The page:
London is an amazing city and bloggers like us can spend their whole life trying to get some attention from posts about it. This is a selection of questions that we think can be useful for a lot of people, even those already living in the city.
How on earth does the Oyster/Travel Card work? Why do they not have a single ticket valid for a single journey? ^
This is more difficult than all the countries I’ve been so far. Let’s try to make it as simple as possible.
- London’s underground cost is based on both distance and time. There are 9 zones, and a journey from zone 1 to zone 2 is cheaper than from 1 to 9. That’s why you also need to tap your Oyster when you get out, so they can calculate the distance and the price.
- On peak time, which is from 06:30 to 09:29 and from 16:00 to 18:59 Monday to Friday, is also more expensive. (This item and the previous one answer the second question).
- The Oyster Card can be used on bus, Tube, tram, DLR, London Overground, Tfl Rail and most National Rail services in London. Basically, all the lines you see in the map can be taken, and all combinations in a joined station are possible. You can forget about the name (DLR, Overground, etc), just follow the line and stops and use them.
- Buses do not accept money anymore. And they don’t charge by distance. Additionally, you can now get off and take another bus (within 60 minutes of the first tap) and pay only one journey. This allows you to combine two buses for a single journey price.
- Night tube runs only Fridays and Saturdays on the Victoria, Jubilee, and most of the Central, Northern and Piccadilly lines. Click here for more information.
- From January 2016 you can use the Oyster card on train services to/from Gatwick Airport, including Gatwick Express.
- Contactless cards can also be used. However; for an overseas visitor, exchange charges as fares are converted from GBP (Pounds Sterling) to their local currency, so better to buy a card.
- For any given day there is a fare cap (the maximum you can pay in a single day on public transport) and this is always less than the alternative 1 day Travelcard.
- There are two types of Oyster Card. If you buy it in London you get the standard Oyster Card (£5 deposit, refundable on return), and if you buy it outside London or online you get a Visitors Oyster Card (£3 activation fee, non-refundable). 7 and 30 days passes can only be loaded in the former.
So which London travel pass is right for me?
Pay as you go Oyster Card is normally the best option. You can get any of them (Standard or Visitors) and top up as you need. If you leave London and you are not planning to return anytime soon, you can cancel the card and reclaim your deposit and any cash balance left up to £10. You can do this using any ticket machine (not at Gatwick Airport, please double check). If you forget to do it while in London you can also do it by post.
If you are in London for 6 or 7 days, you can then load a 7 day Travelcard and you can save significant cash. The sixth and seventh days are effectively free for a 7 day Travelcard compared to the Oyster total price.
I am going to move (or just moved) to London. Which area shall I choose to live in? ^
This is a very complicated question because there are so many factors to take into account. Some of them are:
- Distance from work/university.
Londoners normally like “The West” or “The East”. The former is normally described as “posh, green, residential”, and includes well-known areas such as Putney, Parsons Green, Fulham, Wimbledon, Richmond (the last two are outside zone 2, thus very far). The latter is pictured as “hipster, cool, young, noisy” and includes Shoreditch, Hackney, Dalston, Stoke Newington. Of course, there are also good places in the South such as Clapham (Clapham Junction is the busiest train station in the UK and very well connected), Vauxhall and Brixton. And places in the North such as Camden, Islington and Hampstead.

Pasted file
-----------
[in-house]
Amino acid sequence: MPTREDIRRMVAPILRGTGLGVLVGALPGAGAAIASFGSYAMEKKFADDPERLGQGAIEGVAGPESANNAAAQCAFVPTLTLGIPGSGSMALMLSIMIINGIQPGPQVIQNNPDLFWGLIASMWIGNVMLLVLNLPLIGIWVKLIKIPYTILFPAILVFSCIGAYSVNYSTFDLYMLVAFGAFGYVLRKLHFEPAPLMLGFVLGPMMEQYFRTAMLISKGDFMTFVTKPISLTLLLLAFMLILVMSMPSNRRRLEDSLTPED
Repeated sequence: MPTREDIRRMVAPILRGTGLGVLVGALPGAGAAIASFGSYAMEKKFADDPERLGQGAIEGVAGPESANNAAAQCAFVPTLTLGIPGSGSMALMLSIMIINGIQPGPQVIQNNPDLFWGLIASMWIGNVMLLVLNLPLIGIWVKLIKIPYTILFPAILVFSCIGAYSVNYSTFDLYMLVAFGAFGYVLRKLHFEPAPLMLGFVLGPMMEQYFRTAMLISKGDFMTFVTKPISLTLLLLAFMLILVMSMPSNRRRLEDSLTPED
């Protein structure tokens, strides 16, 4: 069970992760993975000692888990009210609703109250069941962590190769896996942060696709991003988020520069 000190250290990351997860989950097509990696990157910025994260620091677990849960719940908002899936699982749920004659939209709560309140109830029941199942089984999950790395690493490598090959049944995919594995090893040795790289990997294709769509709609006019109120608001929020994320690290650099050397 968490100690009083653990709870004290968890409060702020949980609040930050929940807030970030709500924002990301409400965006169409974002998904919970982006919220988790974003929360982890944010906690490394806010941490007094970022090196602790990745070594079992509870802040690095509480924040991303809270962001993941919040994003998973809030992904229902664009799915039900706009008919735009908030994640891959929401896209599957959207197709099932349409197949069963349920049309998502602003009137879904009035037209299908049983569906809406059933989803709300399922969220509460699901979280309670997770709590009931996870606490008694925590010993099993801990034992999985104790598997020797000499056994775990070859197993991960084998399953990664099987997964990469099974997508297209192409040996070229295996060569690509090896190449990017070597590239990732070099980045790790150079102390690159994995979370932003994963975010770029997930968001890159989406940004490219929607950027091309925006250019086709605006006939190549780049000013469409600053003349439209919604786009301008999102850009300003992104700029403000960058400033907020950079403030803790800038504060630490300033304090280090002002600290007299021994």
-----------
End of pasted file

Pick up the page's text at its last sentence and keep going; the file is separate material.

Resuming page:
Personally, I think Angel/Islington (N1 postcode) is one of the best places to live in London. It is extremely well located because you are very close to the city (Bank/Liverpool, the so-called “financial area”), to the centre (Oxford St.), and also to the trendiest/coolest areas to hang out, such as Shoreditch, Hackney, Dalston, Stoke. But it is not cheap.
It is Monday evening but I am a tourist and I want to party. Where can I go? ^
Because mostly (or only) tourists go out on Mondays, the best area to find good night spots is the city centre, where most of the tourist hang out. This area includes Picadilly Circus, Covent Garden and Soho.
Zoo Bar, Tiger Tiger, O’Neill’s (the one next to Chinatown), Bar Rumba and Foundation are places where tourists go on a Monday night.
How do the public bikes work? ^
The main thing to know about the bikes is that a 24 hours pass costs only £2, but you need to return the bike every 30 minutes, otherwise you will need to pay extra £2 per 30 minutes. So you get a bike, you ride 29 minutes, your return it, you get another one, and so on. You will need to wait five minutes before hiring another bike.
Extra Tip: If the docking station is full, choose ‘No docking point free’ at the terminal and follow the on-screen directions to get an extra 15 minutes free.
For more information visit the official Tfl website. There is also a mobile app available, which includes docking station information, live bike and space availability, an interactive map and your recent journeys and charges.
Which supermarket is the cheapest? And which one is the best? ^
Lidl, Aldi and Asda are the cheapest, followed by Morrisons, Tesco and Sainsburys.
Waitrose and Marks and Spencer are the best ones for the majority of the Londoners. The latter specialises in selling high quality clothing, home products and food products.
Tip: Supermarkets have meal deals (for lunch) that are cheap and good. Sandwich or salad plus snack and drink for £3.
What are those places with strange people, funny carpets, no music and cheap booze? ^
JD Wetherspoon! It is a pub chain (they also have a few hotels) in the UK and Ireland, with just under 1,000 outlets. They offer cask ale, hot food, low prices, long opening hours, and no music. They are also known for converting “unconventional premises” into pubs, including churches, swimming pools, banks, post offices, theatres and cinemas.
People love them or hate them. They are often described as “homeless shelters” and other derogatory terms. The truth is that they offer really affordable prices, an excellent range of beers, and people go there to enjoy themselves and their booze, but there is no showing off at all.
They also offer a cool mobile app. You can use it to find the nearest pub, and once inside one of them, to order food and drink to your table, without leaving your seat.
You can find plenty of articles online, such as this one with 11 Of The Best Wetherspoons In London, or this one describing its fabulous carpets, or this one about one woman’s 21-year odyssey to visit every Wetherspoon’s.
What is the difference between “real/cask” ale and standard draft/tap beer? ^